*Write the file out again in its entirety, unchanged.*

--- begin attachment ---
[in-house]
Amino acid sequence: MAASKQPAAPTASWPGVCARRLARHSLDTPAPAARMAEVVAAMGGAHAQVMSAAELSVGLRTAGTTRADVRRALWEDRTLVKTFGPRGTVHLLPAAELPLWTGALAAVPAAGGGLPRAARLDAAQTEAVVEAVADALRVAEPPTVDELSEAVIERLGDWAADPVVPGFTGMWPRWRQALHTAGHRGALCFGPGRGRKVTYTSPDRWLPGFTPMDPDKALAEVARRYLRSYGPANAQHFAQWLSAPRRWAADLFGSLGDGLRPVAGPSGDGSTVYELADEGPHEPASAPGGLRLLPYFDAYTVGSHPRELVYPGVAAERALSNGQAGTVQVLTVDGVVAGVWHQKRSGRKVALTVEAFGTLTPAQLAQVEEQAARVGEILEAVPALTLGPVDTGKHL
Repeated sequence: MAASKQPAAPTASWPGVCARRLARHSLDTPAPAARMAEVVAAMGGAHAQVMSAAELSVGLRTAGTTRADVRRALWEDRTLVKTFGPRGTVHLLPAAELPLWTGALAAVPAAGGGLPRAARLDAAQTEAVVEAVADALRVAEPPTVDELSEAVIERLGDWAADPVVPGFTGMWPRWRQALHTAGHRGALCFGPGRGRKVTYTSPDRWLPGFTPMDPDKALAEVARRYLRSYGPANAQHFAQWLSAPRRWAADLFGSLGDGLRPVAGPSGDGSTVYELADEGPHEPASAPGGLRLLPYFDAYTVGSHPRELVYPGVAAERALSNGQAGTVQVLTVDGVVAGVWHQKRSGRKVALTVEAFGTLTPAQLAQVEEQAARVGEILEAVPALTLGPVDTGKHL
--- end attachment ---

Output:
[in-house]
Amino acid sequence: MAASKQPAAPTASWPGVCARRLARHSLDTPAPAARMAEVVAAMGGAHAQVMSAAELSVGLRTAGTTRADVRRALWEDRTLVKTFGPRGTVHLLPAAELPLWTGALAAVPAAGGGLPRAARLDAAQTEAVVEAVADALRVAEPPTVDELSEAVIERLGDWAADPVVPGFTGMWPRWRQALHTAGHRGALCFGPGRGRKVTYTSPDRWLPGFTPMDPDKALAEVARRYLRSYGPANAQHFAQWLSAPRRWAADLFGSLGDGLRPVAGPSGDGSTVYELADEGPHEPASAPGGLRLLPYFDAYTVGSHPRELVYPGVAAERALSNGQAGTVQVLTVDGVVAGVWHQKRSGRKVALTVEAFGTLTPAQLAQVEEQAARVGEILEAVPALTLGPVDTGKHL
Repeated sequence: MAASKQPAAPTASWPGVCARRLARHSLDTPAPAARMAEVVAAMGGAHAQVMSAAELSVGLRTAGTTRADVRRALWEDRTLVKTFGPRGTVHLLPAAELPLWTGALAAVPAAGGGLPRAARLDAAQTEAVVEAVADALRVAEPPTVDELSEAVIERLGDWAADPVVPGFTGMWPRWRQALHTAGHRGALCFGPGRGRKVTYTSPDRWLPGFTPMDPDKALAEVARRYLRSYGPANAQHFAQWLSAPRRWAADLFGSLGDGLRPVAGPSGDGSTVYELADEGPHEPASAPGGLRLLPYFDAYTVGSHPRELVYPGVAAERALSNGQAGTVQVLTVDGVVAGVWHQKRSGRKVALTVEAFGTLTPAQLAQVEEQAARVGEILEAVPALTLGPVDTGKHL